Qing Dynasty shipwreck artifacts donated to national maritime museum

SHANGHAI, Oct. 26 (Xinhua) — The China Maritime Museum in Shanghai on Sunday received a donation of 100 pieces of ancient porcelain from the Tek Sing, a merchant ship sunken in the Qing Dynasty (1644-1911).

The huge ship loaded with silk and porcelain from China sank in waters off Indonesia in 1822 and was salvaged by a commercial team in 1999, and the artifacts were then put up for auction.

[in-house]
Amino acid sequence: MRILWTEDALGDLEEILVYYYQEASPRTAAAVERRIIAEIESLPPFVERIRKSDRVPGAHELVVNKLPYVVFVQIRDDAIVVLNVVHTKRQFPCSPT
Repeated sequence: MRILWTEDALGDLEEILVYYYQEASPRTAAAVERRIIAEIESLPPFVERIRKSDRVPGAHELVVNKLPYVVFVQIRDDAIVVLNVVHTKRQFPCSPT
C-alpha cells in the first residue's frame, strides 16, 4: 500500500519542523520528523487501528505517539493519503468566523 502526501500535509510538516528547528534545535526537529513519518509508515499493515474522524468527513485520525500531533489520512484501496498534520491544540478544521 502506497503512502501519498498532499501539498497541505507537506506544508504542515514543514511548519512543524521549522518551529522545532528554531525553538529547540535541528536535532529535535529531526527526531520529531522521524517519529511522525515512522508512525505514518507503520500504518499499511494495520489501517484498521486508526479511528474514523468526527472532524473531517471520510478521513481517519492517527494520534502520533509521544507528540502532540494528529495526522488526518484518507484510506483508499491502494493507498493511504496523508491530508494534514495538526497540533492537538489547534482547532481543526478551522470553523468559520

Waterside Culture Group, the private Chinese firm that donated the porcelain wares manufactured at the Dehua kilns in east China’s Fujian Province, purchased more than 100,000 of the artifacts from the United Kingdom in 2018.

It is one of the largest one-time donations the museum has received in recent years, providing precious tangible evidence for the study of China’s maritime trade in the 19th century and the Maritime Silk Road route, as well as Dehua’s porcelain history, according to the museum.

Wang Yu, the museum’s vice curator, said the museum will invite experts, shipbuilders and other professionals to conduct research in order to build a model of the Tek Sing.

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